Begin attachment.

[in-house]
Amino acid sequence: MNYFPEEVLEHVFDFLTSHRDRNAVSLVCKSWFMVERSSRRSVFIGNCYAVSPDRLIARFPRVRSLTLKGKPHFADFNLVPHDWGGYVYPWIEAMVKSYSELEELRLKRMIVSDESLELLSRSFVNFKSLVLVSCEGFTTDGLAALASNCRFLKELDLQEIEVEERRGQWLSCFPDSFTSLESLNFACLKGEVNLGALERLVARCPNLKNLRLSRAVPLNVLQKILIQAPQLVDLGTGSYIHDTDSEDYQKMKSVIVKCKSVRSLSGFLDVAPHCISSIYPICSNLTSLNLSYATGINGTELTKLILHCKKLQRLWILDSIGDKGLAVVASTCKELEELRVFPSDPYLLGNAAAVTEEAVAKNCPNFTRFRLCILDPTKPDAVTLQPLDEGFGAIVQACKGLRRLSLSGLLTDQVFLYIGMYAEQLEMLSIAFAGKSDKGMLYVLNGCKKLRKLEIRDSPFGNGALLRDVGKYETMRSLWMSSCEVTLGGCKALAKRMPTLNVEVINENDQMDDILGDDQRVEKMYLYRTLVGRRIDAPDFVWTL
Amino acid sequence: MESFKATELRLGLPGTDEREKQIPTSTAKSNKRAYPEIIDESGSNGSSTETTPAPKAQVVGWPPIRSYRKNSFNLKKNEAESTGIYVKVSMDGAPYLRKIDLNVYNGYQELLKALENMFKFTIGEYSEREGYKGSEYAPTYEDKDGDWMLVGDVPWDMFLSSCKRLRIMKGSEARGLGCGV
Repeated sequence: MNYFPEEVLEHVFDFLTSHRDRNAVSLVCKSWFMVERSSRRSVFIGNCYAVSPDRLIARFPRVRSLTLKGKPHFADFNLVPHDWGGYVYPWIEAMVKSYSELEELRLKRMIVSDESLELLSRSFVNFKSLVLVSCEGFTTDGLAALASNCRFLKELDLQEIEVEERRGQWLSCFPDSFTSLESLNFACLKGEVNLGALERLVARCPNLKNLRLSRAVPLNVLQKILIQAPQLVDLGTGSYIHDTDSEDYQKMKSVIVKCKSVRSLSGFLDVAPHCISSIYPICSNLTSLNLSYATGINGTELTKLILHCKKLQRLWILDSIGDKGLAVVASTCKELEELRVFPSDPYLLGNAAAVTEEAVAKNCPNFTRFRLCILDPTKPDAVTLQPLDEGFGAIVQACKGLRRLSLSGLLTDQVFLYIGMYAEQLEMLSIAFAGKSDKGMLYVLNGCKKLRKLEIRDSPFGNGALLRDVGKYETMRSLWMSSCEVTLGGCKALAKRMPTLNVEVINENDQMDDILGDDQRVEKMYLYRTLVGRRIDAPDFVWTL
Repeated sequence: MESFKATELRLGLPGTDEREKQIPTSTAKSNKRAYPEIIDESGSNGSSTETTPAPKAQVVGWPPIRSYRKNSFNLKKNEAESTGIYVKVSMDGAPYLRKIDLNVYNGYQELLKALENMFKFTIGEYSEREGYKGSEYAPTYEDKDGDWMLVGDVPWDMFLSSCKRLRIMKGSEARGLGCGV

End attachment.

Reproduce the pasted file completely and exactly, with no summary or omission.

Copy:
[in-house]
Amino acid sequence: MNYFPEEVLEHVFDFLTSHRDRNAVSLVCKSWFMVERSSRRSVFIGNCYAVSPDRLIARFPRVRSLTLKGKPHFADFNLVPHDWGGYVYPWIEAMVKSYSELEELRLKRMIVSDESLELLSRSFVNFKSLVLVSCEGFTTDGLAALASNCRFLKELDLQEIEVEERRGQWLSCFPDSFTSLESLNFACLKGEVNLGALERLVARCPNLKNLRLSRAVPLNVLQKILIQAPQLVDLGTGSYIHDTDSEDYQKMKSVIVKCKSVRSLSGFLDVAPHCISSIYPICSNLTSLNLSYATGINGTELTKLILHCKKLQRLWILDSIGDKGLAVVASTCKELEELRVFPSDPYLLGNAAAVTEEAVAKNCPNFTRFRLCILDPTKPDAVTLQPLDEGFGAIVQACKGLRRLSLSGLLTDQVFLYIGMYAEQLEMLSIAFAGKSDKGMLYVLNGCKKLRKLEIRDSPFGNGALLRDVGKYETMRSLWMSSCEVTLGGCKALAKRMPTLNVEVINENDQMDDILGDDQRVEKMYLYRTLVGRRIDAPDFVWTL
Amino acid sequence: MESFKATELRLGLPGTDEREKQIPTSTAKSNKRAYPEIIDESGSNGSSTETTPAPKAQVVGWPPIRSYRKNSFNLKKNEAESTGIYVKVSMDGAPYLRKIDLNVYNGYQELLKALENMFKFTIGEYSEREGYKGSEYAPTYEDKDGDWMLVGDVPWDMFLSSCKRLRIMKGSEARGLGCGV
Repeated sequence: MNYFPEEVLEHVFDFLTSHRDRNAVSLVCKSWFMVERSSRRSVFIGNCYAVSPDRLIARFPRVRSLTLKGKPHFADFNLVPHDWGGYVYPWIEAMVKSYSELEELRLKRMIVSDESLELLSRSFVNFKSLVLVSCEGFTTDGLAALASNCRFLKELDLQEIEVEERRGQWLSCFPDSFTSLESLNFACLKGEVNLGALERLVARCPNLKNLRLSRAVPLNVLQKILIQAPQLVDLGTGSYIHDTDSEDYQKMKSVIVKCKSVRSLSGFLDVAPHCISSIYPICSNLTSLNLSYATGINGTELTKLILHCKKLQRLWILDSIGDKGLAVVASTCKELEELRVFPSDPYLLGNAAAVTEEAVAKNCPNFTRFRLCILDPTKPDAVTLQPLDEGFGAIVQACKGLRRLSLSGLLTDQVFLYIGMYAEQLEMLSIAFAGKSDKGMLYVLNGCKKLRKLEIRDSPFGNGALLRDVGKYETMRSLWMSSCEVTLGGCKALAKRMPTLNVEVINENDQMDDILGDDQRVEKMYLYRTLVGRRIDAPDFVWTL
Repeated sequence: MESFKATELRLGLPGTDEREKQIPTSTAKSNKRAYPEIIDESGSNGSSTETTPAPKAQVVGWPPIRSYRKNSFNLKKNEAESTGIYVKVSMDGAPYLRKIDLNVYNGYQELLKALENMFKFTIGEYSEREGYKGSEYAPTYEDKDGDWMLVGDVPWDMFLSSCKRLRIMKGSEARGLGCGV